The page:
In a world where everything moves fast, how long would you wait for a page to load before you closed the window? Unless you had a burning desire to see its content, it wouldn’t be more than 3-4 seconds. Speed is one of the many elements that the bad use of images can affect a website. For that reason, optimizing any image that is used on any website is necessary. Let’s see what optimizing means and why it is of utmost importance.
This might seem simple but if not chosen correctly the file format might have a negative effect on your website’s overall performance. The two most common file formats are JPEG and PNG.
JPEGs have a wider use and are ideal for photographs, banners on the homepage, to portray products, and generally, for the most uses, a picture can have on a website. Their advantage is that they allow gradation of quality from low to very high, so one can find a balance between quality and image size.
PNGs on the other hand, don’t have this advantage, which, combined with the limited color palette they offer, makes them a bad choice for photography or pictures with many elements on them. Where PNGs are extremely useful is logos due to the “transparency” element, meaning they have a transparent background, so they can go on top of any color or picture.
By knowing the properties of each file format, you can choose which is more appropriate for the way you want to use the image and, at the same time, secure a picture of good quality at the smallest size possible. This leads us to our next point.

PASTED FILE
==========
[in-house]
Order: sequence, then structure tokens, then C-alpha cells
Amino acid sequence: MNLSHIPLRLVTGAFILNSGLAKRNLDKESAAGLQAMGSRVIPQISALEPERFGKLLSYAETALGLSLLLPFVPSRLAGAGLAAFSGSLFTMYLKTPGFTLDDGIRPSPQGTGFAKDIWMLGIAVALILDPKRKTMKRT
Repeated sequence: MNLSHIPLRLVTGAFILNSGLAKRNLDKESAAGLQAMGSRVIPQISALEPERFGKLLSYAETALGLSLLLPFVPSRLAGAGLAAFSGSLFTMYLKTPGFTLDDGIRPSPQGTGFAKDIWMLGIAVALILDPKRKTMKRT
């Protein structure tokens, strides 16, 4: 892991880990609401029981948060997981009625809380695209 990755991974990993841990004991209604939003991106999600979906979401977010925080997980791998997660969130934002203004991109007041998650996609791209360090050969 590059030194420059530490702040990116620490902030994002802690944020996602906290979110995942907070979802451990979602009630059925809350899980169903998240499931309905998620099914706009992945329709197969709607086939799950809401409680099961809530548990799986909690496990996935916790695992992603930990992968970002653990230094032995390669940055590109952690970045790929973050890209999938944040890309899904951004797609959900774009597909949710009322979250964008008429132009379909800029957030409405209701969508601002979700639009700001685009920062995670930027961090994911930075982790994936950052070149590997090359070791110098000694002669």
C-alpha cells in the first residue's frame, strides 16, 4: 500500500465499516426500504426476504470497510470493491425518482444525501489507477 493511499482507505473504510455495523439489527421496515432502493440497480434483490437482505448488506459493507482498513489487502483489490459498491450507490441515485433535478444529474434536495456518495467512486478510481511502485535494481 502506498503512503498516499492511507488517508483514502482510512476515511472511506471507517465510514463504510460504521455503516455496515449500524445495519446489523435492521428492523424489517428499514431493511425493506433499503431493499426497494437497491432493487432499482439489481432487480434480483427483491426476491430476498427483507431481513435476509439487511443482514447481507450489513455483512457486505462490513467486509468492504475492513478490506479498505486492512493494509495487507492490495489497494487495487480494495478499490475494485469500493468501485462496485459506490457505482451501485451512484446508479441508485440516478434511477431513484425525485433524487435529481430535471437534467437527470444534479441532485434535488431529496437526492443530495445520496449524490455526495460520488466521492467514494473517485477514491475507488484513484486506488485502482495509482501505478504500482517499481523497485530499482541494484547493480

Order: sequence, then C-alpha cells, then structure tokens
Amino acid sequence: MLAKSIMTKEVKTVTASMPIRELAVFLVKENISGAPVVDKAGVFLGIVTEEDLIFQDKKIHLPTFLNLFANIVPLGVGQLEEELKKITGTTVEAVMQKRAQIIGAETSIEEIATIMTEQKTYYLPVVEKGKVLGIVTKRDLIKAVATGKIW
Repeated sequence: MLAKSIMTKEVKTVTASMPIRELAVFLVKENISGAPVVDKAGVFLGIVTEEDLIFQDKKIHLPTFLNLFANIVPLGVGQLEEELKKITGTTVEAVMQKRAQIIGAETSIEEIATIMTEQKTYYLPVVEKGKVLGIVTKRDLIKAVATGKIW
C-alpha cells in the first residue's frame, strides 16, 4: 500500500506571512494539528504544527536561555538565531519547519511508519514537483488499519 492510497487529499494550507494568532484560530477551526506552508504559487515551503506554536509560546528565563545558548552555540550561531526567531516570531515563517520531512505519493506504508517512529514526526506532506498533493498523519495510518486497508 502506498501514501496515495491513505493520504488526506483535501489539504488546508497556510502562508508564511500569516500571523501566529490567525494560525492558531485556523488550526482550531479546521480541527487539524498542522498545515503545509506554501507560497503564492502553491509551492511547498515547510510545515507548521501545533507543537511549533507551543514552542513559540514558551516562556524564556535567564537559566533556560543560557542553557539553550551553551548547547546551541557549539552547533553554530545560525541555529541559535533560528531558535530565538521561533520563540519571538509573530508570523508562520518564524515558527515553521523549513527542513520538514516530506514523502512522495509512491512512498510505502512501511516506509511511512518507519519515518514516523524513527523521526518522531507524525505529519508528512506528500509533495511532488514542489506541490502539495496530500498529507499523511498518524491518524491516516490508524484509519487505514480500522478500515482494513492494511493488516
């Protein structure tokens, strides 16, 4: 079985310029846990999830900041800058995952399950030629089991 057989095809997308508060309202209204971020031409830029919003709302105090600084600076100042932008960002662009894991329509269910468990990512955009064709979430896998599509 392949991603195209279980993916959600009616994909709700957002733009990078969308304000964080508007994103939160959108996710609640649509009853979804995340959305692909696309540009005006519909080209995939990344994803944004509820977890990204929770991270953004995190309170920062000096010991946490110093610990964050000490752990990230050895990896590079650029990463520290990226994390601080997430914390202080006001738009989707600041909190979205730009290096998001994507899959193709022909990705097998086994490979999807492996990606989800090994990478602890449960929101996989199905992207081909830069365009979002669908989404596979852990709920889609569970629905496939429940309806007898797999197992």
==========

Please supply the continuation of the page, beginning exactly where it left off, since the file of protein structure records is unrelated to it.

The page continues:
The file size, meaning the MB or KB and the dimensions of the pictures that are imported on a website can dramatically affect its loading time. By saying pictures we mean photographs, logos, icons and pretty much anything that is uploaded in JPEG or PNG form. All together, they compose a quite large total and it’s becoming obvious why each image needs to have the smallest size possible, ideally less than 100KB.
If you don’t wish to lose visitors due to slow speed, each image also needs to be “saved for web”, a function that is available in tools such as AdobePhotoshop and ensures the smallest possible size. There are also simpler and free tools for the same result, such as Canva, PicMonkey and PIXLR.
Images are part of the content of a webpage. In the same way that the search engines read key words in a text and can bring the website higher in the list of results, they also read keywords that have been used on the imported files.
In plain words, this means that if a picture has been imported with the file title “image259-2020” it’s very unlikely that it will show up in the results of a Google search, as (probably) no one will look up something by typing “image259-2020”. If, however, your files’ title contain keywords relevant to your product or service or your website’s name or, even better, a real description of what is shown in the picture, the chances of your picture appearing in the search results go up and that can only mean one thing: traffic.
In the same way, another important element of imported pictures can bring traffic to your website, the so called “alt (alternate) attribute”. If a search engine cannot display the image, for instance, due to slow connection, it will need an alternative way to explain what is shown in the picture. By adding key words in the alt attribute, once again, the odds of your website to appear get better and you get traffic without any toil or money.
It goes without saying that a website’s performance and how high it scores in search engines depend on much more. However, these are a few basic steps that everyone who handles content on a website should know.
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